Pets allowed
Allowed with Restrictions
Elevation Gain
?
Trail type
There-and-back
Distance
4.00 mi (6.44 km)
Please respect the outdoors by practicing Leave No Trace. Learn more about how to apply the principles of Leave No Trace on your next outdoor adventure here.

Sterling Forest State Park spans almost 22,000-acres and is located about 40-miles northeast of New York City. It was established in 1998 in Orange County and is part of the New York and New Jersey Highlands. The Lakeville and Fire Tower trails traverse a there-and-back, 4-mile-long route from the southern end of Sterling Lake that climbs 660 feet in elevation up Sterling Mountain to the Sterling Mountain Fire Tower and observer’s cabin. You can climb this 60-foot tower, which boasts views that stretch almost 100-miles to New York City, the Catskills, the Hudson Highlands, and the Ramapo Mountains. The New York State Office of Parks, Recreation and Historic Preservation (NYS OPRHP) has a published map to help you navigate your route.

The Lakeville Trailhead is along Sterling Mine Road less than a quarter-mile south of the park’s information center. There is a very small parking area here with a gate across the trail that you should not block. If this parking area is full, there is a visitor lot a short distance down the street and to the north past the large renovated furnace. White trail markers lead from the gate and down a deteriorating paved road past several old house foundations that once comprised the Lakeville community. Continue up and over a 50-foot hill alongside telephone poles for approximately three-quarters of a mile until you reach a trail intersect just before a large opening to a marsh. Here you'll see an obvious trail sign with an arrow indicating that the tower is 1.3-miles away on the trail that leads to your right and into the woods. This is the Fire Tower Trail, and it is red-blazed with a white horizontal stripe. Continue through a grassy area that may be slightly overgrown yet obviously traveled by vehicle. Within a short distance the brush will open up as you begin to climb Sterling Mountain.

Continue uphill for about a half-mile as you ascend approximately 230-feet at a 21-percent grade. You will reach another intersection with the Fire Tower Connector Trail that leads a steep descent over a half-mile back down to the lake. Keep to the left to remain on the main Fire Tower Trail, as indicated by another sign.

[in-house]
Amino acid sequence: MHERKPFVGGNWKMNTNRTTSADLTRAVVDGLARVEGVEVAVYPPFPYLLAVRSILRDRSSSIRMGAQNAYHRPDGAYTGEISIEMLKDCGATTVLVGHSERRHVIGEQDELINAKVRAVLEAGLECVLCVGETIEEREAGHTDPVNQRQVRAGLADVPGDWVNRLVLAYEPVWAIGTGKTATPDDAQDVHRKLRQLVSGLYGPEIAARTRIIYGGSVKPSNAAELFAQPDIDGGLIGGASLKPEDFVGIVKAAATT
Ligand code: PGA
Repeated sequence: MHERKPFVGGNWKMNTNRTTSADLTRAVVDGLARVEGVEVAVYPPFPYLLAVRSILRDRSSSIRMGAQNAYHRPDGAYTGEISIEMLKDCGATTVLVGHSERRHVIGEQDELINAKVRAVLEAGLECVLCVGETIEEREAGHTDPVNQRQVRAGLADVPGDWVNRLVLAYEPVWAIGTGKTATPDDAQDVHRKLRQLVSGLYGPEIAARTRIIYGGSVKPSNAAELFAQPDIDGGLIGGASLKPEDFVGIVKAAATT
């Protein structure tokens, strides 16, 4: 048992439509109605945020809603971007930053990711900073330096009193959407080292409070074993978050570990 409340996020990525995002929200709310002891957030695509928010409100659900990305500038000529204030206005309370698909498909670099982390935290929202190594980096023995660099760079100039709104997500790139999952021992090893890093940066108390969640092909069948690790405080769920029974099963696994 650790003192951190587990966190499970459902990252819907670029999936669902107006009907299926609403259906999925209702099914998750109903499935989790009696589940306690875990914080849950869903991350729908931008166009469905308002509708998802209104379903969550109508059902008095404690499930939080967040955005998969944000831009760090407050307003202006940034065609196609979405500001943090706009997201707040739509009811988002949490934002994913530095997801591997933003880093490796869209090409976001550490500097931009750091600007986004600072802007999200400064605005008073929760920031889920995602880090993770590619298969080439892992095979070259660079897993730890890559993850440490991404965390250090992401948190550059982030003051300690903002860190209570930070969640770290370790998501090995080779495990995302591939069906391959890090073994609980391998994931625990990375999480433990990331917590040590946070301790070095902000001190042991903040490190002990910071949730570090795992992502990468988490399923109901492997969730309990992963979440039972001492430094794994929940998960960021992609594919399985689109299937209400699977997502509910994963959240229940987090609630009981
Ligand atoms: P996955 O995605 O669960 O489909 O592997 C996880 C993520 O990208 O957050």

The trail continues over moderately flat ground to the northwest and then turns to the southwest embarking on another steep ascent to the top. Trek up these final 360-feet and the fire tower finally comes into sight. Head up to the tower where there is a ranger’s station. Climb up the steps to the top of the 60-foot steel-frame structure and embrace the incredible views that span from the Indian Head and Slide Mountain Wildernesses in the north to the Manhattan skyline and outline of the Empire State Building to the south. 

This tower was constructed in 1924 by the Aermotor Corporation to provide an observation point over the Ramapo Mountains as a first line of defense for spotting fires. It was added to the National Historic Lookout Registry in 2006 and averages 3,500 visitors each year. The protected Appalachian Trail corridor lies to the west and beyond that, the hills roll into New Jersey and Pennsylvania. Sterling Lake lies below you to the east and the view continues over Harriman State Park to the Hudson River Valley and Bear Mountain State Park. You can return on the same path or complete a much longer 8-mile loop along the blue-blazed Sterling Ridge that heads along the ridge to the north and returns to the lake via the yellow-blazed Sterling Valley Loop.

Sterling Forest State Park

At one time, the Sterling Forest Corporation was planning to build 13,000 homes, a golf course, and a series of industrial and commercial developments. However, the Trust for Public Land and the Open Space Institute were able to raise the owner’s $55 million asking price, $17.5 million of which was approved with the senate parks bill in 1996, and buy the land. Today it serves as an important habitat for many species of resident and migrating birds as well as timber rattlesnakes, fox, and black bear. Hunting is permitted during deer and turkey season with a New York State hunting license and a park permit. Dogs are allowed, but they must be on a leash not more than 6 feet in length. You can learn more about the forest and its history at the Senator Frank R. Lautenberg Visitor Center, which is open daily from 8:00 a.m. to 4:30 p.m. The center features a number of exhibits including reptiles and amphibians of the region, a large topographical map of the entire forest, and models of the Lakeville mining town that was operational from the late 1700s into the early 20th century.

This adventure can be combined with a walk on the Lakeville Ironworks Trail located at the southern end of Sterling Lake. This incredible 1.25-mile exploratory trail traverses old ruins and relics from this mine and surrounding town that was the first of its kind in the British Colonies and which played a crucial role in the manufacturing of weapons during the American Revolution.  It begins at the visitor center, where you can obtain a brochure with more details about the various steps that were used to turn crude ore into the feed for the large furnace in this bustling town. 

Logistics + Planning

Preferable season(s)

Spring
Summer
Fall

Congestion

Low

Parking Pass

Not Required

Pros

Fantastic views from the tower.

Cons

Limited parking at the trailhead.

Trailhead Elevation

730.00 ft (222.50 m)

Net Elevation Gain

660.00 ft (201.17 m)

Features

Historically significant
Mine
Big vistas
Family friendly

Suitable for

Biking

Location

Field Guide

Nearby Lodging + Camping

Comments

11/03/2018
A lovely fall visit to the tower.
Have updates, photos, alerts, or just want to leave a comment?
Sign In and share them.